Central Idaho river flows are returning to normal after unexpected—and in some cases, unprecedented—high flows following a low-snow winter.
The Middle Fork of the Salmon River, Idaho's premier commercial rafting destination, peaked at a gauge height at Middle Fork Lodge of 8.68 feet, about 16,500 cubic feet per second, on Saturday, June 5. Average flow for that date is 5,430 cfs. Historical maximum since the gauge was installed in 1973 is 10.8 feet, or 20,900 cfs, on June 16, 1974.
Middle Fork river ranger John Haugh said he received about 20 reports of flipped rafts, by both private and commercial parties, on the river during the week of high water, though he said some of those reports could be duplicates. He said several outfitters cancelled trips.
"Some flipped boats and some flew out their passengers and others stopped and waited for the water to go down," he said.
Haugh said one commercial passenger, injured when a raft flipped at Lake Creek rapid, was flown out at Indian Creek guard station.
He said a 59-year-old man from Ennis, Mont., named Michael Fitzgerald died while rowing a dory through Hancock rapid, about five miles above the confluence with the Main Salmon. However, he said, a coroner's investigation has not yet determined whether Fitzgerald died after his dory flipped or whether he collapsed while rowing.
"The river's calming down quite a bit now, which is a good thing," Haugh said Monday, when it had subsided to about 5 feet on the gauge.
The upper Main Salmon River also peaked on June 5, at about 8,000 cfs, measured below the Yankee Fork confluence. Average for that date is 3,450 cfs and historical maximum is 10,400 cfs, also in 1974.
Rivers rose quite a bit higher farther west in Idaho, which received two days of heavy rains on top of a still-substantial snowpack.
"It was warm enough that it was also melting the snow in upper elevations," said Tom Brennan, Idaho surface water data chief for the U.S. Geological Survey. "It was a huge event."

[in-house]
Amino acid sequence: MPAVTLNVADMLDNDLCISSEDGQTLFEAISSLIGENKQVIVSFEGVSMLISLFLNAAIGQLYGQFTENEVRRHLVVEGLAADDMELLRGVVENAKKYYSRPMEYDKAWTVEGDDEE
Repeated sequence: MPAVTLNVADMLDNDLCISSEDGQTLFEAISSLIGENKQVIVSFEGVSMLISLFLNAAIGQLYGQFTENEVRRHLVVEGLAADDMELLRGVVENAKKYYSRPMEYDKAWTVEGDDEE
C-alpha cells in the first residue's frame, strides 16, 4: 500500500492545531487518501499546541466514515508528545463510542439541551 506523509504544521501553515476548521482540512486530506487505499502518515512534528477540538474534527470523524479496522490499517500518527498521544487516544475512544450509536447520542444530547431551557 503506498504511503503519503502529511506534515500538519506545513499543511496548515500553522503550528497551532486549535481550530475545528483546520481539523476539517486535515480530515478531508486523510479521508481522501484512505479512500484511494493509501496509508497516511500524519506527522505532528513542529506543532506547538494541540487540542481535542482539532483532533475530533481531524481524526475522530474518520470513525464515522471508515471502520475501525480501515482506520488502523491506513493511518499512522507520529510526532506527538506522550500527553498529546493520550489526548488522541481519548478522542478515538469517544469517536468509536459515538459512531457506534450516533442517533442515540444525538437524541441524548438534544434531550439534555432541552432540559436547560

The USGS estimated that the South Fork of the Salmon River, east of McCall, hit a 100-year flood stage when it peaked at 11.07 feet on its gauge on June 5, more than a foot above the previous high mark. Brennan said the USGS didn't even have a cfs correlation computed for a gauge reading that high.
The North Fork of the Payette River, north of Boise, registered record high flows for both inflow to Cascade Reservoir and outflow from Cascade Dam. The U.S. Bureau of Reclamation reported an inflow of about 14,000 cfs on June 5 and a record release of 7,050 cfs on June 11. Bureau hydraulic engineer Brian Sauer said employees were walking the banks of the river downstream from the dam to make sure no properties were getting flooded.
The North Payette is well-known among river runners as an expert run even at relatively low summer flows. Kayakers were taking advantage of the unprecedented high flows last weekend as motorists on state Highway 55 stopped to stare and take photos of the raging river.
Boise kayaker Stacy McBain, 35, said her first high-water experience on the North Fork was intense, but felt safer than she had expected.
"I felt like I was climbing up the face of a wave and I just kept climbing higher and higher and then the wave fell out from under me and it was like dropping off a waterfall," she said. "It's so exciting to come out of a big rapid that when I hear people cheering from the road, I'm cheering back."
Greg Moore: email@example.com